For a side-by-side comparison of medical marijuana taxes, recreational marijuana taxes, and mmj patient counts by state, check out the table below.
|State||Medical Tax Rate||Recreational Tax Rate||MMJ Patient Count|
|Alaska||0%||3-5% excise tax in some municipalities||391|
|Arizona||6.6% state excise tax (2-3% additional taxes in some municipalities)||21.6% (5.6% sales tax + 16% excise tax)||307,975|
|Arkansas||10.5% (6.5% sales tax + 4% privilege tax)||N/A||76,779|
|California||15% excise tax + municipal taxes||23.25% and up (15% excise tax + 7.25% sales tax + 1% local tax, before additional municipal taxes up to an additional 15%)||1,920,294|
|Colorado||2.9% excise tax||15% excise tax||87,216|
|Connecticut||6.35% sales tax||N/A||54,000|
|Florida||6% sales tax||N/A||561,177|
|Hawaii||4% sales tax||N/A||32,801|
|Illinois||1% statewide sales tax on qualifying drugs.||6.25% sales tax + up to 25% based on THC content||156,224|
|Iowa||6% sales tax||N/A||Not Available|
|Maine||5.5% sales tax (edibles are taxed at 8%)||15.5% (10% excise tax + 5.5% sales tax)||65,368|
|Massachusetts||0%||17% (10.75% excise tax + 7.25% sales tax) + municipal taxes up to 3%||69,008|
|Michigan||6% sales tax||16% (10% excise + 6% sales tax)||250,805|
|Montana||4% excise tax||20% excise tax (proposed)||40,972|
|Nevada||4.6% sales tax||14.6% (10% excise + 4.6% sales tax)||13,862|
|New Jersey||2% (0% after July 2022)||6.625% sales tax (proposed)||104,523|
|New Mexico||Dispensaries are required to pay a gross receipts tax, which varies across the state from 5.125% to 8.8125%, some retailers may choose to pass this on to patients||N/A||112,183|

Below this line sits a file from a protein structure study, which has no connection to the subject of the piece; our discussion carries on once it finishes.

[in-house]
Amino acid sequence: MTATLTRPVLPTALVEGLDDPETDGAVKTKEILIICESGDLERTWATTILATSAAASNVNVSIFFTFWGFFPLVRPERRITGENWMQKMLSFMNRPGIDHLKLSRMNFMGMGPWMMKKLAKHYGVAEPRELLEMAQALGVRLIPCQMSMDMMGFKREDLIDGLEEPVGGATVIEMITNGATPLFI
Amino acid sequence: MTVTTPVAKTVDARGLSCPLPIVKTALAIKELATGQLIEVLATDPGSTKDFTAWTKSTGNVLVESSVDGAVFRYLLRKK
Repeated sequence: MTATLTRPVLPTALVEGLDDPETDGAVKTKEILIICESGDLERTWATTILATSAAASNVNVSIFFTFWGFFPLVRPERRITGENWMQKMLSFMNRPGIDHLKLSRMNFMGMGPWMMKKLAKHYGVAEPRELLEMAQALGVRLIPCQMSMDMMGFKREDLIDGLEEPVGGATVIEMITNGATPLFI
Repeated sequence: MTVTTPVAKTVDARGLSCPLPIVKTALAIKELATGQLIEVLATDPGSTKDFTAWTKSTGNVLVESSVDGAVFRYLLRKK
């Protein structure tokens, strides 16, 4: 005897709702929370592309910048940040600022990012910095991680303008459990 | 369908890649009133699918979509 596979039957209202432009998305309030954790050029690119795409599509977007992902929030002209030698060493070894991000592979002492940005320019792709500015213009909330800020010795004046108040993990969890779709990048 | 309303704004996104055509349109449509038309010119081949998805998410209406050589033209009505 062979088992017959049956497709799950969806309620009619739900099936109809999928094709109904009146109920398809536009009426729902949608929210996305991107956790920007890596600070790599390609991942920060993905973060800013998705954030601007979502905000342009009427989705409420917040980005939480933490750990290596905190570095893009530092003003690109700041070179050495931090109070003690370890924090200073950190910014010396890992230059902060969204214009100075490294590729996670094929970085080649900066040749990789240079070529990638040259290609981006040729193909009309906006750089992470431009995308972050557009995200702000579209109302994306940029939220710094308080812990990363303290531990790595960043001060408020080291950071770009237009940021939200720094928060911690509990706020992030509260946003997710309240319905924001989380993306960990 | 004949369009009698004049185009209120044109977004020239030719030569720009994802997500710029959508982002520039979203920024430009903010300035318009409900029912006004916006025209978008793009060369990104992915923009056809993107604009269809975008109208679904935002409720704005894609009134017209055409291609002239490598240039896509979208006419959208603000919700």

|New York||7% excise tax||Taxes for purchasing recreational marijuana have not been finalized||151,355|
|North Dakota||5% sales tax||N/A||5,392|
|Ohio||6.5%-7.25% sales tax depending on the county||N/A||186,590|
|Oklahoma||11.5% (7% excise + 4.5% sales tax)||368,218|
|Oregon||0%||20% (17% excise + 3% local tax)||22,566|
|Rhode Island||7% sales tax||N/A||19,401|
|South Dakota||0%||19.5% (proposed)||Not Available|
|Vermont||0%||20% (14% excise + 6% sales tax)||5,209|
|Virginia||0%||26.3% (proposed)||Not Available|
|Washington||0%||37% excise tax||52,479|
|Washington, D.C.||5.75% sales tax||Adult use sales not legal (adult use consumption is legal)||9,276|
|West Virginia||0% (dispensaries pay 10% on gross receipts)||N/A||Not Available|
There are so many benefits to consuming marijuana, but it can be pricey depending on where you live. If you’re looking to reap the rewards of cannabis, which can include greater relaxation, lessened anxiety and pain management, there are a few ways you can keep it from breaking the bank.
As we’ve seen, the price difference between medical and recreational cannabis can be huge. Depending on your state, you may qualify to become a medical marijuana patient. While finding a doctor to help you find relief used to be an ordeal of sketchy office visits and word-of-mouth, Veriheal helps you find licensed providers in your state who can talk about how marijuana can help your symptoms, as well as helping you with the appropriate paperwork. Learn more about how Veriheal can help you become a medical patient.
Growing marijuana for personal use can be an option for those who want to keep up-front costs down, but who have the time and resources to devote to cultivating a rather finicky plant. If you consume cannabis regularly, becoming an at-home grower can allow you to create more variety, save you money and enjoy an engaging hobby. In some states, mmj card holders are allowed to grow more plants than recreational users.
While taxes on all marijuana vary widely from state to state, in states where both recreational and medical cannabis is legal, medical marijuana is almost universally going to cost less due to lower taxes. If you want to pursue cannabis therapy or want to become a medical patient, contact Veriheal. We’ll show you the way and help you begin your journey.